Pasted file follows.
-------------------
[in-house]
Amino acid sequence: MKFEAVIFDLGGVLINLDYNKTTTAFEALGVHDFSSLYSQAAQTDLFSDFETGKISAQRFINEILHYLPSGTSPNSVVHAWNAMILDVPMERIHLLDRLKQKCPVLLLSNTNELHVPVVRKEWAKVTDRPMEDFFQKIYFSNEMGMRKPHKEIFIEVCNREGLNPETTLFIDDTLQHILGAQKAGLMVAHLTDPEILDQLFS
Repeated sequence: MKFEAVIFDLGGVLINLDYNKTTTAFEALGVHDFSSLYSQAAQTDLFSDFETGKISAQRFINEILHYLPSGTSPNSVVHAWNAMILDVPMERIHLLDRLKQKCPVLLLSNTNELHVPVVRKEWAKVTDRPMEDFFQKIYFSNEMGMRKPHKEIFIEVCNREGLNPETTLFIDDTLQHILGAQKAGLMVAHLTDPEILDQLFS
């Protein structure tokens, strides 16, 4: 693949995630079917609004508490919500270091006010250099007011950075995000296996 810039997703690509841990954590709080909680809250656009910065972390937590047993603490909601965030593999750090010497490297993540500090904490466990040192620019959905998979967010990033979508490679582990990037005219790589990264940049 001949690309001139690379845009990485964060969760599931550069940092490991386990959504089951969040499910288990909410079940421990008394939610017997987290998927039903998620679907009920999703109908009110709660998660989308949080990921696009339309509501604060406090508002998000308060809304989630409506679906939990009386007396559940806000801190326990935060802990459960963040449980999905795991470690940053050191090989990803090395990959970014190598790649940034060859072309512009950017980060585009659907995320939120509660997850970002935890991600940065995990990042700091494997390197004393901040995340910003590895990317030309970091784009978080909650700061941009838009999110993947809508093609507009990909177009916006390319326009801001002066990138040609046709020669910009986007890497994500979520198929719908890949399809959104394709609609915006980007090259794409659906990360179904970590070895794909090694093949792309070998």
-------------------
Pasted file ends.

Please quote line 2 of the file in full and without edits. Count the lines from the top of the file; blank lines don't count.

Amino acid sequence: MKFEAVIFDLGGVLINLDYNKTTTAFEALGVHDFSSLYSQAAQTDLFSDFETGKISAQRFINEILHYLPSGTSPNSVVHAWNAMILDVPMERIHLLDRLKQKCPVLLLSNTNELHVPVVRKEWAKVTDRPMEDFFQKIYFSNEMGMRKPHKEIFIEVCNREGLNPETTLFIDDTLQHILGAQKAGLMVAHLTDPEILDQLFS